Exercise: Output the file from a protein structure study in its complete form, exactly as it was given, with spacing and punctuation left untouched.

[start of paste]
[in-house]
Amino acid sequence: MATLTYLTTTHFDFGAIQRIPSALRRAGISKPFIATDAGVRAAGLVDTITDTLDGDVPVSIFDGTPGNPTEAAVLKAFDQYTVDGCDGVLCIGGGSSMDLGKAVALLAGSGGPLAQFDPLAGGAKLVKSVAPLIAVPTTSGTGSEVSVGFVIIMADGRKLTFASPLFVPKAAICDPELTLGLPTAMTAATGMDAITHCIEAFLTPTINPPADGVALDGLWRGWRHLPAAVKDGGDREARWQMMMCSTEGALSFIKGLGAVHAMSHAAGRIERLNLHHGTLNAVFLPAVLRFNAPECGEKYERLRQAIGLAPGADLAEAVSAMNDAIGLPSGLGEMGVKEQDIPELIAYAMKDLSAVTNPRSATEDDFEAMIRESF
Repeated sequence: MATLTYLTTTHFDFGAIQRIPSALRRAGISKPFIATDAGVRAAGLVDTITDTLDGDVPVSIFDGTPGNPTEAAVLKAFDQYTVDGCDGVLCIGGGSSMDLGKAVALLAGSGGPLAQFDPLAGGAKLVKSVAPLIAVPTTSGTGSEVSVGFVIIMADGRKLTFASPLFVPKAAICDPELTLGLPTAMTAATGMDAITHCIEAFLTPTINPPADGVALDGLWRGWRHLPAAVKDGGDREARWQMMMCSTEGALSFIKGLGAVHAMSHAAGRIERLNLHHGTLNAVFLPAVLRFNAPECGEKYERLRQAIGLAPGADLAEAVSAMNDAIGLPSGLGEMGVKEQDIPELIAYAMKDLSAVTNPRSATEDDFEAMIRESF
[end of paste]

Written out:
[in-house]
Amino acid sequence: MATLTYLTTTHFDFGAIQRIPSALRRAGISKPFIATDAGVRAAGLVDTITDTLDGDVPVSIFDGTPGNPTEAAVLKAFDQYTVDGCDGVLCIGGGSSMDLGKAVALLAGSGGPLAQFDPLAGGAKLVKSVAPLIAVPTTSGTGSEVSVGFVIIMADGRKLTFASPLFVPKAAICDPELTLGLPTAMTAATGMDAITHCIEAFLTPTINPPADGVALDGLWRGWRHLPAAVKDGGDREARWQMMMCSTEGALSFIKGLGAVHAMSHAAGRIERLNLHHGTLNAVFLPAVLRFNAPECGEKYERLRQAIGLAPGADLAEAVSAMNDAIGLPSGLGEMGVKEQDIPELIAYAMKDLSAVTNPRSATEDDFEAMIRESF
Repeated sequence: MATLTYLTTTHFDFGAIQRIPSALRRAGISKPFIATDAGVRAAGLVDTITDTLDGDVPVSIFDGTPGNPTEAAVLKAFDQYTVDGCDGVLCIGGGSSMDLGKAVALLAGSGGPLAQFDPLAGGAKLVKSVAPLIAVPTTSGTGSEVSVGFVIIMADGRKLTFASPLFVPKAAICDPELTLGLPTAMTAATGMDAITHCIEAFLTPTINPPADGVALDGLWRGWRHLPAAVKDGGDREARWQMMMCSTEGALSFIKGLGAVHAMSHAAGRIERLNLHHGTLNAVFLPAVLRFNAPECGEKYERLRQAIGLAPGADLAEAVSAMNDAIGLPSGLGEMGVKEQDIPELIAYAMKDLSAVTNPRSATEDDFEAMIRESF